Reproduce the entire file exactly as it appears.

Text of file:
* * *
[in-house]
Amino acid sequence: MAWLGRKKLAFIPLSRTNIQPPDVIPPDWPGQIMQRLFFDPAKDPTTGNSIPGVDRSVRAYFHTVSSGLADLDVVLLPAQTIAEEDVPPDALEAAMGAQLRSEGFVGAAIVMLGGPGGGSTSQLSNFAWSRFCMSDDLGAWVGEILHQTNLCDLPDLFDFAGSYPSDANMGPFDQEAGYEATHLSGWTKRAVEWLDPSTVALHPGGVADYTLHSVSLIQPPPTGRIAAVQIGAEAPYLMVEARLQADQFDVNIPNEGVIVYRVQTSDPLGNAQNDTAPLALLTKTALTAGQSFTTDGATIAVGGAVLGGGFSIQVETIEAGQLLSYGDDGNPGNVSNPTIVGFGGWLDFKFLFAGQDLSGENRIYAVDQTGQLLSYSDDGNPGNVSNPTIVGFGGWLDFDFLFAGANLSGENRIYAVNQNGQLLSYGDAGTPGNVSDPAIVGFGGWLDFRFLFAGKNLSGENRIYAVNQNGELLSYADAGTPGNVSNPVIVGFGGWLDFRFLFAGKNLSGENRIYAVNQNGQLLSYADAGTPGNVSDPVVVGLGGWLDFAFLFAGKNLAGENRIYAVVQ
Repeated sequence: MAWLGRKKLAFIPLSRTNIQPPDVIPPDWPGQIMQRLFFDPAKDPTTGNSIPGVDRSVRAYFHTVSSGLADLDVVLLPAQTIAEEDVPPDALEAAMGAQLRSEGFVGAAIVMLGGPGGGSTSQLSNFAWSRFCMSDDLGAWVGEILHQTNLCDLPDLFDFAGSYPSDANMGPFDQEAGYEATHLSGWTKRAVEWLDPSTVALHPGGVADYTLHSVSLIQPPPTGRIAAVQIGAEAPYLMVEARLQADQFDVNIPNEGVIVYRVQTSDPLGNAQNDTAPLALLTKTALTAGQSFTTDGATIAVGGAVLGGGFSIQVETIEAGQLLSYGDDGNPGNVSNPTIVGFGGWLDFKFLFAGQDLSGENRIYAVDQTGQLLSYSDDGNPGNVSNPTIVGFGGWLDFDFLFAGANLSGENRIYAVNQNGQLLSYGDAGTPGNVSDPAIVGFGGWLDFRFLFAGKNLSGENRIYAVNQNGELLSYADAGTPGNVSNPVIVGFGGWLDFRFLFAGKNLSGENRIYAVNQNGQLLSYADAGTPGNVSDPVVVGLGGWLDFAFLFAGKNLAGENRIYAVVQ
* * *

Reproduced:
[in-house]
Amino acid sequence: MAWLGRKKLAFIPLSRTNIQPPDVIPPDWPGQIMQRLFFDPAKDPTTGNSIPGVDRSVRAYFHTVSSGLADLDVVLLPAQTIAEEDVPPDALEAAMGAQLRSEGFVGAAIVMLGGPGGGSTSQLSNFAWSRFCMSDDLGAWVGEILHQTNLCDLPDLFDFAGSYPSDANMGPFDQEAGYEATHLSGWTKRAVEWLDPSTVALHPGGVADYTLHSVSLIQPPPTGRIAAVQIGAEAPYLMVEARLQADQFDVNIPNEGVIVYRVQTSDPLGNAQNDTAPLALLTKTALTAGQSFTTDGATIAVGGAVLGGGFSIQVETIEAGQLLSYGDDGNPGNVSNPTIVGFGGWLDFKFLFAGQDLSGENRIYAVDQTGQLLSYSDDGNPGNVSNPTIVGFGGWLDFDFLFAGANLSGENRIYAVNQNGQLLSYGDAGTPGNVSDPAIVGFGGWLDFRFLFAGKNLSGENRIYAVNQNGELLSYADAGTPGNVSNPVIVGFGGWLDFRFLFAGKNLSGENRIYAVNQNGQLLSYADAGTPGNVSDPVVVGLGGWLDFAFLFAGKNLAGENRIYAVVQ
Repeated sequence: MAWLGRKKLAFIPLSRTNIQPPDVIPPDWPGQIMQRLFFDPAKDPTTGNSIPGVDRSVRAYFHTVSSGLADLDVVLLPAQTIAEEDVPPDALEAAMGAQLRSEGFVGAAIVMLGGPGGGSTSQLSNFAWSRFCMSDDLGAWVGEILHQTNLCDLPDLFDFAGSYPSDANMGPFDQEAGYEATHLSGWTKRAVEWLDPSTVALHPGGVADYTLHSVSLIQPPPTGRIAAVQIGAEAPYLMVEARLQADQFDVNIPNEGVIVYRVQTSDPLGNAQNDTAPLALLTKTALTAGQSFTTDGATIAVGGAVLGGGFSIQVETIEAGQLLSYGDDGNPGNVSNPTIVGFGGWLDFKFLFAGQDLSGENRIYAVDQTGQLLSYSDDGNPGNVSNPTIVGFGGWLDFDFLFAGANLSGENRIYAVNQNGQLLSYGDAGTPGNVSDPAIVGFGGWLDFRFLFAGKNLSGENRIYAVNQNGELLSYADAGTPGNVSNPVIVGFGGWLDFRFLFAGKNLSGENRIYAVNQNGQLLSYADAGTPGNVSDPVVVGLGGWLDFAFLFAGKNLAGENRIYAVVQ